Geiger's Culture Counter: ‘Attack on Titan’ reintroduced me to anime


It’s no secret that I’m a fan of animated television shows. I’ve written about “Voltron,” “Samurai Jack,” “Steven Universe,” “Rick and Morty” and other shows in this column. However, my love for anime is a bit more reserved.

As a kid I watched cartoons imported from Japan on a regular basis. You couldn’t grow up in the 90s without being a fan of “Pokemon,” “Digimon,” “Yu-Gi-Oh!,” “Dragon Ball Z,” “Gundam” or whatever else was on Saturday mornings.

But I outgrew them or lost interest from the clichéd stories.

Note: I’m only referring to television shows. I’ve seen almost every movie made by the fantastic Studio Ghibli. Given the chance I could watch Hayao Miyazaki’s “Spirited Away” or “Princess Mononoke” any day of the week.

I didn’t watch a single anime episode after middle school. It probably would have stayed that way until “Attack on Titan” came out in 2013.

The premise is that all of humanity now lives within a country surrounded by a series of concentric 50-meter high walls to protect them from Titans, grotesque humanoids that eat normal humans. The walls, which some believe were built by a divine hand and think it taboo to leave, haven’t been breached in over 100 years. Of course things don’t remain peaceful or else the show wouldn’t have much of a plot.

Over 10,000 people die in the attack on the outer wall and retaliation is futile. A Titan’s only weakness is a deep slice across the back of the neck. Soldiers are equipped with special grappling gear that help them get near the behemoths in forests and buildings like Spider-man yet they can be squashed as easily as a fly.

Like “Game of Thrones,” the stakes are high; no character is safe from death on the show. I won’t give away all the details, but characters eventually develop special abilities to make the fight fairer. Though it still isn’t easy and moments of peace don’t last.

I wasn’t the only one to enjoy the anime. It was the number one selling anime and spawned a live action movie and miniseries in Japan. In the U.S., the manga used as source material became a “New York Times” best seller.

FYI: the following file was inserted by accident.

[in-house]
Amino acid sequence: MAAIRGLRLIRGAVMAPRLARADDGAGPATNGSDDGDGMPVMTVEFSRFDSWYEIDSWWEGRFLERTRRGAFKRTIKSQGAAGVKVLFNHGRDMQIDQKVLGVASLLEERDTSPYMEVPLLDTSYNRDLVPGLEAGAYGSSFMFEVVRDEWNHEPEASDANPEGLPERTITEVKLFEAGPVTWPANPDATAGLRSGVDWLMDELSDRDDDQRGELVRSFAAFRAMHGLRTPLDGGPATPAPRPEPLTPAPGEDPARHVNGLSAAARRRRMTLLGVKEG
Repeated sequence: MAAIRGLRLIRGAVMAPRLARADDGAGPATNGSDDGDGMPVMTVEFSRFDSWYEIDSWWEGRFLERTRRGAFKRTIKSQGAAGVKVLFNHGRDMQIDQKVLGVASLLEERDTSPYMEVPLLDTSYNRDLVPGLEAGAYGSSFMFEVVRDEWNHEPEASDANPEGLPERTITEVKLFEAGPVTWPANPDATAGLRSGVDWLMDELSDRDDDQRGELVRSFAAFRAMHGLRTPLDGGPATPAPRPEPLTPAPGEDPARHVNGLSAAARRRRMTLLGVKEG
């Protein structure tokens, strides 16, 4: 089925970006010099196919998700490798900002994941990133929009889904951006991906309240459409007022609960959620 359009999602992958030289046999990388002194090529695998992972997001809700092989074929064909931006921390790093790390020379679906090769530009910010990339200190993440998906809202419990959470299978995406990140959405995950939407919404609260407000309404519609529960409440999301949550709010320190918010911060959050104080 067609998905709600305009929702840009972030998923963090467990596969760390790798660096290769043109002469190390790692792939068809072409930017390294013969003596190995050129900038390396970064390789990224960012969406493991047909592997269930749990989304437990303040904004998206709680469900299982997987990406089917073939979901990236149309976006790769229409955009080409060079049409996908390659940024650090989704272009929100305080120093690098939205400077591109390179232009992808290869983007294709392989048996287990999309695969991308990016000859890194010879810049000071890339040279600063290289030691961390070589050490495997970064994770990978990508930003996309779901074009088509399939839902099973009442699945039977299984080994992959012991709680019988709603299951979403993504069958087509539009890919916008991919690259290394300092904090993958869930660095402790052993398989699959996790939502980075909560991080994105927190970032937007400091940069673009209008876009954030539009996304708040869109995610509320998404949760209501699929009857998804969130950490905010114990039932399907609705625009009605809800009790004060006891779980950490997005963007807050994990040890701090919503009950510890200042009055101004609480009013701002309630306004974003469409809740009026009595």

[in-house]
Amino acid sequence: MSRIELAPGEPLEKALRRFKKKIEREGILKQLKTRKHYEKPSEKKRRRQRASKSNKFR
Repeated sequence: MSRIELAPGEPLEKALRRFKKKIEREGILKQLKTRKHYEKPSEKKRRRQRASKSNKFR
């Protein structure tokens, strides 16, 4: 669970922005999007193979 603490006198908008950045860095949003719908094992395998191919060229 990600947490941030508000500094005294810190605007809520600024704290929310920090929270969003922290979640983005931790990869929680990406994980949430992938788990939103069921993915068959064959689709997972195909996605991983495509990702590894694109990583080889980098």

After I finished the season I decided to catch up on other hits I missed. Thanks to the magic of the internet and niche streaming sites it’s more convenient than ever to watch foreign media.

I started with the then recently released “Kids on the Slope,” which follows high schoolers in the 60s as rock n roll replaces dying jazz. The music is just as an important character as those seen on screen so I pursue other works directed by Shinichiro Watanabe. That leads me to that classic space western “Cowboy Bebop.” The genre is exactly what it sounds like—just replace steeds for ships and saloons for space stations and you’re set. Naturally, bebop jazz is prevalent in the soundtrack.

I proceed in chronological order and watched “Samurai Champloo” next. This time Watanabe goes with hip-hop. Later on in “Space Dandy” the music du jour is Japanese pop. The combinations don’t sound good on paper but they honestly harmonize beautifully. The fact that I bothered to learn the name of an anime director is a testament to his talent.

I scratch my philosophical itch with the popular “Neon Genesis Evangelion” and the stylized “Monogatari” series questioning existence and agency. From there I see how the magical clothing in “Kill la Kill” smartly critiques anime’s poor portrayal of women characters. To get political I watch “Gargantia on the Verdurous Planet” and its antiwar themes.

Finally I have fun with the short and sweet “FLCL.” Clocking in at only six half-hour episodes the quirky show provides a much-needed mental break. Carefree and smoothly animated, it was a big inspiration to Nickelodeon’s “Avatar: The Last Airbender,” and its sequel “The Legend of Korra.”

Now to return to the impetus of the column. The second season of “Attack on Titan” premiered on streaming service Crunchyroll on the first of April. I honestly believed it was a prank because I thought it would never come out. Still in the dark about the nature of titans, things get interesting when the season starts with an alarming discovery of a titan within the walls. The third episode airs this Saturday and I urge you to catch up and be ready to watch by then.

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